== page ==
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Developing Tornadocane Over Northern Indiana?

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posted on Aug, 13 2005 @ 04:28 PM
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There seems to be something very unusual developing over northern Indiana. It is approaching South Bend & Fort Wayne. I don't recall ever seeing a radar signature like this in all my years. Here is a thunderstorm with banding features like a tropical system. There is a very clear circulation to the storm.

www.climatepatrol.com...

What are your thoughts on this?




posted on Aug, 13 2005 @ 04:36 PM
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Wow!


That looks weird. People in that area should take cover now!



posted on Aug, 13 2005 @ 04:37 PM
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Wow, interesting.

A small storm with huge area of counterclockwise rotation.

I've never seen anything quite like that over land either Indy.



posted on Aug, 13 2005 @ 04:50 PM
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It's just an area of low pressure which rotates counter clockwise. I see them all the time on sat maps. Looks like some pretty bad weather over there.

[edit on 8/13/2005 by GoldEagle]



posted on Aug, 13 2005 @ 04:52 PM
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Originally posted by GoldEagle
It's just an area of low pressure which rotates counter clockwise. I see then all the time on sat maps.


You see them all the time in large systems. But when have you seen a thuderstorm do that? There can be storms that rotate. They are called mesocyclones. But I haven't seen them with banding features like this.



posted on Aug, 13 2005 @ 04:58 PM
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That's the type of cell that will do a fair bit of damage, NOAA has reports of 3 tornados in Indiana today, fortunately minor ones, but that system still looks nasty.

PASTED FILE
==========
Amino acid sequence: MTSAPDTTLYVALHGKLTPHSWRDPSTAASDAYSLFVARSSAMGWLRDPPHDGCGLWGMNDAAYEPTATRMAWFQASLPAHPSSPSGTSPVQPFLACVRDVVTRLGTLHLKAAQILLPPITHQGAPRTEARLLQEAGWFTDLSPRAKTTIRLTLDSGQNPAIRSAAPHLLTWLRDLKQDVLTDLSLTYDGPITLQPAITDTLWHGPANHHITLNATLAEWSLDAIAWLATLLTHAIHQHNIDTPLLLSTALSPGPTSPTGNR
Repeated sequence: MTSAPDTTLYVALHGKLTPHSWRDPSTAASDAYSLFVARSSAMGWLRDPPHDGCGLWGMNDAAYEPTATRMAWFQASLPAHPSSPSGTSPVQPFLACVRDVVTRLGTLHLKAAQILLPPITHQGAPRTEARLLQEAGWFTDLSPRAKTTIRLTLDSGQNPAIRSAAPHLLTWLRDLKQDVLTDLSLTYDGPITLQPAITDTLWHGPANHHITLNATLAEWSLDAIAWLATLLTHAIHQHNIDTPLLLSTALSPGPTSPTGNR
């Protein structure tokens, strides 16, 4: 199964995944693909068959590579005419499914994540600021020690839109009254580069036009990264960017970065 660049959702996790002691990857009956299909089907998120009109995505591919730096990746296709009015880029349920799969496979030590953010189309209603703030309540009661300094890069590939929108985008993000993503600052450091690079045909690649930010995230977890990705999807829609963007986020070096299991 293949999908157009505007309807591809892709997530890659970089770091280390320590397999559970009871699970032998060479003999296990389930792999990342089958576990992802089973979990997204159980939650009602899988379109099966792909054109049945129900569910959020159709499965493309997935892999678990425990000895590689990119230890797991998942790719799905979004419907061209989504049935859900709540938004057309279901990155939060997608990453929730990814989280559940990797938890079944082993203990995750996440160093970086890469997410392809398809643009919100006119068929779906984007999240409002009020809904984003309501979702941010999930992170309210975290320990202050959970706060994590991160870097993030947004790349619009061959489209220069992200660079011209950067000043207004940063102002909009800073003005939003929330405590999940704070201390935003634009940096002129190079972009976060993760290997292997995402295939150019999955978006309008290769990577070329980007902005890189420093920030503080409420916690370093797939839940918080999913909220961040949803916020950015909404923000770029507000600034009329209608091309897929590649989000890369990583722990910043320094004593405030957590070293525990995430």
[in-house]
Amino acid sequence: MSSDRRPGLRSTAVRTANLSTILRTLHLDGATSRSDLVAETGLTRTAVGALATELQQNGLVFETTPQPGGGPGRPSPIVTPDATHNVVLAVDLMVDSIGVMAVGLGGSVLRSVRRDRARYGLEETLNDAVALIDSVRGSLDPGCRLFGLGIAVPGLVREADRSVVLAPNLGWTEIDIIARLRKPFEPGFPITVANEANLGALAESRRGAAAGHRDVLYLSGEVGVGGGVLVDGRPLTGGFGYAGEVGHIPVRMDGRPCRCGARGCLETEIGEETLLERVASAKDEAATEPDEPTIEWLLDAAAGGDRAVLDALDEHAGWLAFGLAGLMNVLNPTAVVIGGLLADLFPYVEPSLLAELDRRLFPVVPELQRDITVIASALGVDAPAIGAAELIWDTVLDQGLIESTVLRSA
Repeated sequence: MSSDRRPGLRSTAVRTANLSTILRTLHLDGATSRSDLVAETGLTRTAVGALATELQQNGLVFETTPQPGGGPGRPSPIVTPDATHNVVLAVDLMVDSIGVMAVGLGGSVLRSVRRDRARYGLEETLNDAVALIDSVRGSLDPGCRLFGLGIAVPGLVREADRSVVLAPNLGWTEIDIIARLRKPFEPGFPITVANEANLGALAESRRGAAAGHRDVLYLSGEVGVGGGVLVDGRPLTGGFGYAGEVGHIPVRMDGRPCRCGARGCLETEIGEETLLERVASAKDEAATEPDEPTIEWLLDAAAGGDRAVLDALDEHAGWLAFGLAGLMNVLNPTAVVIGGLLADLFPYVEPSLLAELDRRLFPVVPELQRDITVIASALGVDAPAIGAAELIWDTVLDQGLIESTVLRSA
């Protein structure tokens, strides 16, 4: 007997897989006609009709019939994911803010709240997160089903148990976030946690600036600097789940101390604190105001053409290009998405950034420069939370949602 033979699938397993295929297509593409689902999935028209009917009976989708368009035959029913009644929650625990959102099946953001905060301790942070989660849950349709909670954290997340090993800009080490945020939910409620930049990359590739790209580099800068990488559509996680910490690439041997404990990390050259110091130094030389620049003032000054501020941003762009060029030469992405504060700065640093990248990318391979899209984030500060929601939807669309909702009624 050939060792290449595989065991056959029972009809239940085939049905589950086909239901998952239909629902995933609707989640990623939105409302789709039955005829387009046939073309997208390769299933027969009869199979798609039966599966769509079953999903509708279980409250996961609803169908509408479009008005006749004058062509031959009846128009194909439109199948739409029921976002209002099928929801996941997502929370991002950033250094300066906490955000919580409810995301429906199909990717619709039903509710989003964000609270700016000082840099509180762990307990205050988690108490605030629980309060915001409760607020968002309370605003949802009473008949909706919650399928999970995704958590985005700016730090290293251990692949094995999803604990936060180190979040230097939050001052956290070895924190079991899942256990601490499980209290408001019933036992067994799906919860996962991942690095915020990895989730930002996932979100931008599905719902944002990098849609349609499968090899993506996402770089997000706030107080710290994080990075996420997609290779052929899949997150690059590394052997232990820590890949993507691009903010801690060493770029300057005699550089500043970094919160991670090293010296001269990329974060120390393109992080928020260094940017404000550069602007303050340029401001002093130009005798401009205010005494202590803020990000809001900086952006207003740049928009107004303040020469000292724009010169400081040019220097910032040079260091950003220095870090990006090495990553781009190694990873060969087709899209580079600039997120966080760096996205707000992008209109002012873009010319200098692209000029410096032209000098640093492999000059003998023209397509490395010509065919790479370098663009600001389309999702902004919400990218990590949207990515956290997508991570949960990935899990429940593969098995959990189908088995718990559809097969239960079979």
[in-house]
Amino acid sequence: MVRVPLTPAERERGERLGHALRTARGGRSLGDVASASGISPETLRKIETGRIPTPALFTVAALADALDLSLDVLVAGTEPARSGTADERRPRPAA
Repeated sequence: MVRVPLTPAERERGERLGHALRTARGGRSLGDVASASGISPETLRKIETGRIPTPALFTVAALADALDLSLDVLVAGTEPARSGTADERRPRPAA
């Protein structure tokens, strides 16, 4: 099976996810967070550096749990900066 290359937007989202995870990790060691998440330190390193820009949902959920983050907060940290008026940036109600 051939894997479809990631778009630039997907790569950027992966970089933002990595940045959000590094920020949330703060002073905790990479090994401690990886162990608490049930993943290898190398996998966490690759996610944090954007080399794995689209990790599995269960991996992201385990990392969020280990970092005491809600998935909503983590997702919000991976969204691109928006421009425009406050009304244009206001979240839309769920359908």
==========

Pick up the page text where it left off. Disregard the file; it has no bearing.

Here's the current look: www.crh.noaa.gov...



posted on Aug, 13 2005 @ 05:35 PM
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According to the latest radar image the estimated maximum winds are 86 kts. Not sure if that is a surface reading or what.



posted on Aug, 13 2005 @ 07:37 PM
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Interesting, but how does it occur?



posted on Aug, 14 2005 @ 01:57 AM
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Originally posted by Lifeadventurer
Interesting, but how does it occur?


Honestly not really sure how a storm like this forms. They are so rare and since their formation is unpredictable there is no real way to study them. Here is a link on the 1999 North Carolina tornadocane.

www.spc.noaa.gov...

Says on the page that peak non tornadic winds were 165mph. That is the strength of wind gust you'd epxect to find in a category 4 hurricane. Winds that strong will cause extreme damage.



posted on Aug, 15 2005 @ 01:05 AM
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if that's the same storm that hit central MA today it was outrageously powerful

i haven't seen anything like it in all my time here...by the power of it i could've sworn it was a hurricane



posted on Aug, 19 2008 @ 10:50 AM
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Im reading a book about it. The book sas global warming causes it. do you think thats true.



posted on Aug, 22 2008 @ 08:25 PM
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I read a book on the tornadocane. It said that Global warming is causing it. Do you think that is true and what will happen if the thing over Northern Indiana turns out to be real?



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